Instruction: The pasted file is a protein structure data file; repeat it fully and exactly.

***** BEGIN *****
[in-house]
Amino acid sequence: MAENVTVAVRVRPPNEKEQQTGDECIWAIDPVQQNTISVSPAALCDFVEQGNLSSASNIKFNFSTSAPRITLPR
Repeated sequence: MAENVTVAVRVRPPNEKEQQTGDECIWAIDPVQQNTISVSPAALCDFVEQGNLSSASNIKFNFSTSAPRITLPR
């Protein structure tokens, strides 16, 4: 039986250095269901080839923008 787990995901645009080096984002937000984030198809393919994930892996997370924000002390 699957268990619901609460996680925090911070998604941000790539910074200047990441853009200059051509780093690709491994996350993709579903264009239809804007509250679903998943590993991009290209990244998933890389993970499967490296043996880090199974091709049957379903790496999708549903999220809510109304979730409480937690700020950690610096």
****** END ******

[in-house]
Amino acid sequence: MAENVTVAVRVRPPNEKEQQTGDECIWAIDPVQQNTISVSPAALCDFVEQGNLSSASNIKFNFSTSAPRITLPR
Repeated sequence: MAENVTVAVRVRPPNEKEQQTGDECIWAIDPVQQNTISVSPAALCDFVEQGNLSSASNIKFNFSTSAPRITLPR
């Protein structure tokens, strides 16, 4: 039986250095269901080839923008 787990995901645009080096984002937000984030198809393919994930892996997370924000002390 699957268990619901609460996680925090911070998604941000790539910074200047990441853009200059051509780093690709491994996350993709579903264009239809804007509250679903998943590993991009290209990244998933890389993970499967490296043996880090199974091709049957379903790496999708549903999220809510109304979730409480937690700020950690610096």